Therefore a man leaves his father and his mother and cleaves to his wife, and they become one flesh. Paul wrote in Hebrews: John Chrysostom typified the Orthodox Church Fathers: In a blessed marriage in the Orthodox Church, the couple is ordained as the leaders of their domestic church, crowned to be the king and queen of their domicile and granted grace for the "fair education of children" as the Orthodox wedding service proclaims.
In Christian marriage, authentic and true love seeks to replicate the type of self-sacrifice Christ revealed to us when He became man and dwelt among us and which is still expressed today in Christ's faithfulness to His Church. Self-sacrificial love conforms to the Great Commandment to love our neighbor more highly than ourselves. In so doing we also love and honor God Matthew This kind of love between husband and wife, even if imperfectly practiced and not always realized, constitutes what St.
John Chrysostom called the "small church" and as such ensures the health and stability of the family in raising children Homily XX on Ephesians 5: In the marital relationship two individuals become "one flesh;" a term that means that two individuals work in concert to become one in mind and heart. They are joined together in love in a way that replicates the Three Persons of the Trinity relation of love to each other.
Becoming "one flesh" in a blessed marriage is an act of agape, a selfless giving of one to the other; a self-emptying Greek: This theme is affirmed in the Orthodox marriage service as well.
The "crowning" of the couple actually references martyrdom, that is, giving one's life for the other. As a martyr gives his life for Christ, so must the spouse be willing to give his life to his wife and the wife to her husband , and in so doing fulfill the law of Christ which is to love the neighbor as yourself.
It is a call to love that rings through the intoxication of pleasant emotion into the deeper reservoirs of the heart and soul from where sacrificial love is drawn. Marital self-emptying however, occurs only if each partner consents to it. In making man in His image, God gave man freedom. This leads those in a marital union to a crossroad: The path of righteousness where marriage is a joined duality, or the path of self-satisfaction where marriage is defined as a singularity.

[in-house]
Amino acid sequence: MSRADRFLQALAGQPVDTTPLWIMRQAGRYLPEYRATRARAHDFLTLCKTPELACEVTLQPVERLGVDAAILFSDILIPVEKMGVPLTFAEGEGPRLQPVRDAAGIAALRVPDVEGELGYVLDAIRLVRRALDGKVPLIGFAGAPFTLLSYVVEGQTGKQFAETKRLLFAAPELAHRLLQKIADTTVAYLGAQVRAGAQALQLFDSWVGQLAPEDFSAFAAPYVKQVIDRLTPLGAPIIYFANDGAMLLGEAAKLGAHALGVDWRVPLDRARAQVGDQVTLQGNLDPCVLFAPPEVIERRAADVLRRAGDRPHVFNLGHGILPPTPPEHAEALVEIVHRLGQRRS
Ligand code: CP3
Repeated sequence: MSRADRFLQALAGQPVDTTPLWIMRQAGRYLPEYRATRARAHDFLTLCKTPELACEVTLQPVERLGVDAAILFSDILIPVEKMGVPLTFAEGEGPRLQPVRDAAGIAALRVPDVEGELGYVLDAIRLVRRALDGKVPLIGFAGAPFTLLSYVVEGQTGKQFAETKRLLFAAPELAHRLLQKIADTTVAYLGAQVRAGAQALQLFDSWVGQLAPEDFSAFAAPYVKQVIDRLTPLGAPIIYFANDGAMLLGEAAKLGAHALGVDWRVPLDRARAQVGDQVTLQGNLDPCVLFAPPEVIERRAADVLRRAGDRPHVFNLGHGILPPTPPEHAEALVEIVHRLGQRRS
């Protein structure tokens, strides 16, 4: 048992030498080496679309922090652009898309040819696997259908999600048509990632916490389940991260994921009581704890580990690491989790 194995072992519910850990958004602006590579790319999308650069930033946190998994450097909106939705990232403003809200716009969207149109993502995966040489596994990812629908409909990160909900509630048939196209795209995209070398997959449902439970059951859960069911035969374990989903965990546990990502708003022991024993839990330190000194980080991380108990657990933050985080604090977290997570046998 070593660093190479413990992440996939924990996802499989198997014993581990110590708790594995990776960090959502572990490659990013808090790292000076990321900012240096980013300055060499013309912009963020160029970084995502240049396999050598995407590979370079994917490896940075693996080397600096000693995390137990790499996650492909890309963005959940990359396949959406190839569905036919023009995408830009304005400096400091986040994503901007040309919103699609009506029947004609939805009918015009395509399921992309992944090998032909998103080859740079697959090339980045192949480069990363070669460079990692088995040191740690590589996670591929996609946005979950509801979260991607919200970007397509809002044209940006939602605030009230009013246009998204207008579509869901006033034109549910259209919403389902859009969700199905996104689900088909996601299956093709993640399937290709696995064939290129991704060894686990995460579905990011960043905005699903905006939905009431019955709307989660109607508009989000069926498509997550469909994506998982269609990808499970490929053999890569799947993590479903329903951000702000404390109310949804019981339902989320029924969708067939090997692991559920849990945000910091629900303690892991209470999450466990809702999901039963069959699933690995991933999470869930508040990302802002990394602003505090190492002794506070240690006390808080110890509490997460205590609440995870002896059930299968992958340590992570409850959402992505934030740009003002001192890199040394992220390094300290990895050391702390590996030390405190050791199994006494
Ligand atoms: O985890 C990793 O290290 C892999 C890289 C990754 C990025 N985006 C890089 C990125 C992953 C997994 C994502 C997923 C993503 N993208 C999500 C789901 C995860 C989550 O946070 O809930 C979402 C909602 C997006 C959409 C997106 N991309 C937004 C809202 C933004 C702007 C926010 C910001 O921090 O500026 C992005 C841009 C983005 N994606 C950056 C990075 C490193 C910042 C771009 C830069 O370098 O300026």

Self-centered marriage is a marriage in name only. After the Fall we are predisposed to self-centered choices directed by the passions lusts rather than choices based on agape. Isaac of Syria tells us: The passions spring from the heart of the person.
All these evil things come from within, and they defile a man" Mark 7: Paul wrote "While we were living in the flesh, our sinful passions, aroused by the law, were at work in our members to bear fruit for death" Romans 5: The work of the passions can take place either before marriage or after the marital union takes place. In either case they lead to a choice of singularity or self-satisfaction over a righteous, joined union. Before marriage one may not understand or be committed to the Christian view of marriage Morelli, After marriage, due to the brokenness of human nature, the passions may predispose a couple to discord.
Paul's warning applies to the "demon's" attack on the marital union: I warn you, as I warned you before, that those who do such things shall not inherit the kingdom of God" Galatians 5: The Church Fathers attribute this to the demon of each passion that never tires of breaking union with God.
For example, demon of lust the Church Fathers told us, can take over our lives. Modern society facilitates this malady. Sex is broadcast everywhere for almost every use: The Church Fathers knew about such enticements a thousand years ago. Isaac of Syria wrote: For I am sure that neither death, nor life, nor angels, nor principalities, nor things present, nor things to come, nor power, nor height, nor depth, nor any other creature will be able to separate us from the love of God, which is in Christ our Lord" Romans 8: Vigilance and discernment are major virtues to be acquired by those seeking Christ indwelling in them and desiring to overcome the power of passions.
Ilias the Presbyter tells us: Ideally the marital couple will make a "spiritual desert" for themselves, removing them from the "enticements" so prevalent in modern life. Spiritual death occurs when these thoughts are self-centered. Maximus the Confessor knew this as well: How much more should St. Maximus' words apply to those who have become "one flesh"?